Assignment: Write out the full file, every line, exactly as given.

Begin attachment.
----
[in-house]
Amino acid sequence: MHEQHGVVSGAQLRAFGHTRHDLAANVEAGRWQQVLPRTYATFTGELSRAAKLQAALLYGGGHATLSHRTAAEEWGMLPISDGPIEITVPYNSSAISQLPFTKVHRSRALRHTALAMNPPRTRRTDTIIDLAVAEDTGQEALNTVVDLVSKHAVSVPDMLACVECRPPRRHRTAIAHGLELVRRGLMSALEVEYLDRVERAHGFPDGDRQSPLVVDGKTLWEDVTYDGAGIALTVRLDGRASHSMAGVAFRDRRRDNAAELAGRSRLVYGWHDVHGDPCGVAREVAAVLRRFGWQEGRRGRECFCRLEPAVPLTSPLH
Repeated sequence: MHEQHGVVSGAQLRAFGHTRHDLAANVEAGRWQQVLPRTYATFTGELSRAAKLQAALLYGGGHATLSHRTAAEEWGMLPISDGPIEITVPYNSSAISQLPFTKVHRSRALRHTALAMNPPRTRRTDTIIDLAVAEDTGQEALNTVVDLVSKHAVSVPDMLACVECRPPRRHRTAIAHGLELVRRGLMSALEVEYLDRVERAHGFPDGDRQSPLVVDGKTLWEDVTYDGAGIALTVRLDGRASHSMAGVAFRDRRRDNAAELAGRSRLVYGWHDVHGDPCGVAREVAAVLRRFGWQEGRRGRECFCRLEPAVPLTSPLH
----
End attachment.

[in-house]
Amino acid sequence: MHEQHGVVSGAQLRAFGHTRHDLAANVEAGRWQQVLPRTYATFTGELSRAAKLQAALLYGGGHATLSHRTAAEEWGMLPISDGPIEITVPYNSSAISQLPFTKVHRSRALRHTALAMNPPRTRRTDTIIDLAVAEDTGQEALNTVVDLVSKHAVSVPDMLACVECRPPRRHRTAIAHGLELVRRGLMSALEVEYLDRVERAHGFPDGDRQSPLVVDGKTLWEDVTYDGAGIALTVRLDGRASHSMAGVAFRDRRRDNAAELAGRSRLVYGWHDVHGDPCGVAREVAAVLRRFGWQEGRRGRECFCRLEPAVPLTSPLH
Repeated sequence: MHEQHGVVSGAQLRAFGHTRHDLAANVEAGRWQQVLPRTYATFTGELSRAAKLQAALLYGGGHATLSHRTAAEEWGMLPISDGPIEITVPYNSSAISQLPFTKVHRSRALRHTALAMNPPRTRRTDTIIDLAVAEDTGQEALNTVVDLVSKHAVSVPDMLACVECRPPRRHRTAIAHGLELVRRGLMSALEVEYLDRVERAHGFPDGDRQSPLVVDGKTLWEDVTYDGAGIALTVRLDGRASHSMAGVAFRDRRRDNAAELAGRSRLVYGWHDVHGDPCGVAREVAAVLRRFGWQEGRRGRECFCRLEPAVPLTSPLH